USCMCA vs. NAFTA: The Old Deal Mostly Gets New Letters

USCMCA vs. NAFTA: The Old Deal Mostly Gets New Letters
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The report of the U.S International Trade Commission is in. In most respects, USMCA is a marginal improvement over NAFTA. Anyone who trumpets USMCA now has no choice but to admit that NAFTA was good for the United States.

President Trump’s most consistent talking point about NAFTA is it would bring auto production back to the United States (although it never really left.) But the ITC found otherwise. It determined that there would actually be a net job loss in auto production (although there would be an increase in auto parts production.) The ITC also estimated there would be a modest increase in U.S GDP of 0.35 percent. It would increase jobs in the United States by about 176,000 - about as much as an average month during Barack Obama’s presidency.

Trump described the agreement as truly groundbreaking, but what exactly was the United States saved from by reforming NAFTA? Say hello to the new deal; pretty much the same as the old deal - the one Trump called the “worst deal in history.”

In other words, President Trump slapped a new name on an old deal, gained in some respects, lost in others, and ended up a baby step from where things started.

In fact, it is hard to find anything in the new deal that wasn’t in the old one, or in the Trans Pacific Partnership that Trump summarily rejected. It takes into account economic changes over the past 25 years - changes such as new rules for governing financial services, digital service land and intellectual property as well as wage guarantees - all of which could be found in TPP.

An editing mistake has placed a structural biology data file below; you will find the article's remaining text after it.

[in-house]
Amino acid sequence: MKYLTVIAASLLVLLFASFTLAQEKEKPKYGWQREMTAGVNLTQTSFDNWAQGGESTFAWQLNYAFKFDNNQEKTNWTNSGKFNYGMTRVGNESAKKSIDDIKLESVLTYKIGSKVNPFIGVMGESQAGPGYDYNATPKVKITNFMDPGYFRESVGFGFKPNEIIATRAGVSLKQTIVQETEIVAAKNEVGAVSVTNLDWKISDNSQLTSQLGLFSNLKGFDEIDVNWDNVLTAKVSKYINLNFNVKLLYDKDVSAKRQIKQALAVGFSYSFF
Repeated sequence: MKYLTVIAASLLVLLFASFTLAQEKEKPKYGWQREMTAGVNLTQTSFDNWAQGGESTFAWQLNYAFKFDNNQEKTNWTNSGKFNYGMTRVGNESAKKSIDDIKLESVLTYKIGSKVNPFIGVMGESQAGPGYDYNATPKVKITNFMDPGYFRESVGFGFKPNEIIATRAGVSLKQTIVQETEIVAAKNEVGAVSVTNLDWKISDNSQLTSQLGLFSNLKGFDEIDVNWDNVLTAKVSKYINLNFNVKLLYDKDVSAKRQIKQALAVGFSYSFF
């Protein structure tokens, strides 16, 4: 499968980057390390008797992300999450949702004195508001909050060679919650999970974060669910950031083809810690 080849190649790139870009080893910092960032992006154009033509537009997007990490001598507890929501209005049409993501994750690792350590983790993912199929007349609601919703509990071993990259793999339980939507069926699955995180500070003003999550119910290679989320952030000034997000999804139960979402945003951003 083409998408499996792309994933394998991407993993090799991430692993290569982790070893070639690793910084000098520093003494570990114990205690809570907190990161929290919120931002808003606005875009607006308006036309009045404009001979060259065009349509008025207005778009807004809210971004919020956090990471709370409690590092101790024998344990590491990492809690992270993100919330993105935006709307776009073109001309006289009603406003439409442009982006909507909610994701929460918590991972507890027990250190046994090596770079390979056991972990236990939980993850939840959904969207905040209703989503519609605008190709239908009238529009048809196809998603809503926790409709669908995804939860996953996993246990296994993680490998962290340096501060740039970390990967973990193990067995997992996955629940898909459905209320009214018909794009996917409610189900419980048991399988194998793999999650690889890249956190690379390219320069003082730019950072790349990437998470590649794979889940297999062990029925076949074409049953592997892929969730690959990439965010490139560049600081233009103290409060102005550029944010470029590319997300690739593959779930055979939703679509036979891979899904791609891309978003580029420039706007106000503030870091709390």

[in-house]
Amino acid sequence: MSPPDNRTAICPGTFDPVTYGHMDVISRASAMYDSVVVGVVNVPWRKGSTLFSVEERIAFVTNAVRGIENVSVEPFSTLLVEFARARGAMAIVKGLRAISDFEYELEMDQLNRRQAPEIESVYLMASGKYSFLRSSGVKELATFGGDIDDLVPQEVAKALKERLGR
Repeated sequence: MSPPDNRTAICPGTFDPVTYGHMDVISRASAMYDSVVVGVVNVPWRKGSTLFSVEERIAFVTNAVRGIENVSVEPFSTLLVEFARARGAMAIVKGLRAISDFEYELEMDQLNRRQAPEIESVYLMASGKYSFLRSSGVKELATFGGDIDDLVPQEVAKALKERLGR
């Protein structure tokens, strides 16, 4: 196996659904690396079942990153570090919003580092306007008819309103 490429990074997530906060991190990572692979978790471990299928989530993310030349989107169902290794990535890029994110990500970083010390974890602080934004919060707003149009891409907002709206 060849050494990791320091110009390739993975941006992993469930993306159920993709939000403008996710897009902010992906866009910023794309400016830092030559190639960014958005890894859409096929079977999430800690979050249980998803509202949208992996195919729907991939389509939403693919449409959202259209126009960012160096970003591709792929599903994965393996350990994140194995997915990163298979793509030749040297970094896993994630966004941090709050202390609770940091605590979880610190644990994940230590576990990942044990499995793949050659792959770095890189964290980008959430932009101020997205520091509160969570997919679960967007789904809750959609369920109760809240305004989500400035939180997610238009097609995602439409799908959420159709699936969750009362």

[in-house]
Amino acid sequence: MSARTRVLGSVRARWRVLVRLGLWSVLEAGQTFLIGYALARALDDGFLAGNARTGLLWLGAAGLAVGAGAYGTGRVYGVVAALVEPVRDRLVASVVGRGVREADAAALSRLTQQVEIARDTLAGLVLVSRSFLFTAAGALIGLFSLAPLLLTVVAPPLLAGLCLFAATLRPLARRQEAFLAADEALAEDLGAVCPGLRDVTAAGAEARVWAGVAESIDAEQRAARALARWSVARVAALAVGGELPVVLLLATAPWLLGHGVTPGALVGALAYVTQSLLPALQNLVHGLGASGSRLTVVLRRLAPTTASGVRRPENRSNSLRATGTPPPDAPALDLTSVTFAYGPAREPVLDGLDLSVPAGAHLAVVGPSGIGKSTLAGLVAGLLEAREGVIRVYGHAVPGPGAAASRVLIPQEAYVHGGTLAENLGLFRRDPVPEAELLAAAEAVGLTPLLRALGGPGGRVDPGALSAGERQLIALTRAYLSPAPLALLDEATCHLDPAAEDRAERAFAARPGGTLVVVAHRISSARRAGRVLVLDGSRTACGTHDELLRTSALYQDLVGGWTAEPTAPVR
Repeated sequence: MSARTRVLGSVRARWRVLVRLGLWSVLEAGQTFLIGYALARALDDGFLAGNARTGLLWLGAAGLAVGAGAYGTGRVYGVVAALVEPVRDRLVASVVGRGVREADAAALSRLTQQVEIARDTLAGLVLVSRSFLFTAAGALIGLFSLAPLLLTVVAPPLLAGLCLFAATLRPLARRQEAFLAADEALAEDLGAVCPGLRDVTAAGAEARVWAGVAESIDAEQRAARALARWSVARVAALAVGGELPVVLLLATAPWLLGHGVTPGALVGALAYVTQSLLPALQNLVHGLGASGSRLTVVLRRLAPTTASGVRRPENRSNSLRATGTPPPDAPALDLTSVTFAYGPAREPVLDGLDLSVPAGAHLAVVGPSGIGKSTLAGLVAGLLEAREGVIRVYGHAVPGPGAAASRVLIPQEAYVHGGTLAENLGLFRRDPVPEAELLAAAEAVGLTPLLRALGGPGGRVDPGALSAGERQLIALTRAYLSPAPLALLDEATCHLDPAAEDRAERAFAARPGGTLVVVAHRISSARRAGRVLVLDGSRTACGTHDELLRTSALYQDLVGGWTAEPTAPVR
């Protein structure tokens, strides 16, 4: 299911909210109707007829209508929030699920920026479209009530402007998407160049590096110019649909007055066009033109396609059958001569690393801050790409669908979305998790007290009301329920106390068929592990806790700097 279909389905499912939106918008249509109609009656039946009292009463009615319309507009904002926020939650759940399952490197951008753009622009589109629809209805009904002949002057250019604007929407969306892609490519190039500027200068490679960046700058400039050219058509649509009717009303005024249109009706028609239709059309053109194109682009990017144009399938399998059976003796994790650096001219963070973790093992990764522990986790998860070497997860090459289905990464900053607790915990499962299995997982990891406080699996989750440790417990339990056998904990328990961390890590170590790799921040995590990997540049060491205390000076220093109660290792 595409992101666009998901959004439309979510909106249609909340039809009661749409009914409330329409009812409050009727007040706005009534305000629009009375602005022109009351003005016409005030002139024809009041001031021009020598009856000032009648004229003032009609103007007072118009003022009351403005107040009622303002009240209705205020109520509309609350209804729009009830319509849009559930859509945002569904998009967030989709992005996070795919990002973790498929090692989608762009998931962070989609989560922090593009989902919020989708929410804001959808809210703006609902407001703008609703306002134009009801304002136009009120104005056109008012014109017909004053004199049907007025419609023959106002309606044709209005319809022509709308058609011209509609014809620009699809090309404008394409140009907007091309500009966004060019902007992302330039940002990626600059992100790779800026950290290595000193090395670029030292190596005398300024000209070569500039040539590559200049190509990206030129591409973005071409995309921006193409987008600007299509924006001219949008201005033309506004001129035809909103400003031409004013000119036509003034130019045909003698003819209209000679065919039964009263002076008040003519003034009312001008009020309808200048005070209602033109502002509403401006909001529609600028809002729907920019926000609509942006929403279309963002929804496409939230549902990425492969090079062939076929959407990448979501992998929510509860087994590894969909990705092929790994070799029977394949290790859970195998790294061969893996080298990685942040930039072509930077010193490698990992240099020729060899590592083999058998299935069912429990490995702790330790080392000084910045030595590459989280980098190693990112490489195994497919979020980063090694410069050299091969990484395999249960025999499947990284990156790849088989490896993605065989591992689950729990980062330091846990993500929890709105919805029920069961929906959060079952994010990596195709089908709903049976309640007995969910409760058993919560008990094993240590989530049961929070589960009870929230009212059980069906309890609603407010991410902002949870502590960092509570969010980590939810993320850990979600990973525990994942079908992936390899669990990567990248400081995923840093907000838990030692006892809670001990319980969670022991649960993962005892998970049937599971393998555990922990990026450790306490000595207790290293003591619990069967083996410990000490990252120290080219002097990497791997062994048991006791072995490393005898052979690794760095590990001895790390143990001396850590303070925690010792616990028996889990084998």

The Administration has chosen to hang its hat on the impact the agreement would have on the auto industry. Again, there is little to see here. The new rules would indeed lead to a slight increase in U.S production of auto parts “but at the price of a similarly small increase in prices for consumers and a modest decrease in consumption.” The new rules governing the auto sector would also draw revenues away from other manufacturing sectors and the rest of the economy, dragging up production costs.

U.S exports to Canada would increase - by the same amount as Canada’s exports to the United States. The Increase in U.S exports to Mexico would be barely more than Ihe increase in Mexican exports to the United States.

Why would the USMCA fail to provide much of a boost to economic growth? The ITC concludes it is because NAFTA already eliminated tariffs among the three countries, leaving little room for growth. Quite simply, it just makes an already-good deal somewhat better.

The USMCA is indeed an improvement over NAFTA - a small one. What it proves more than anything else is that any free trade deal provide benefits to all countries involved.

Allan Golombek is a Senior Director at the White House Writers Group. 

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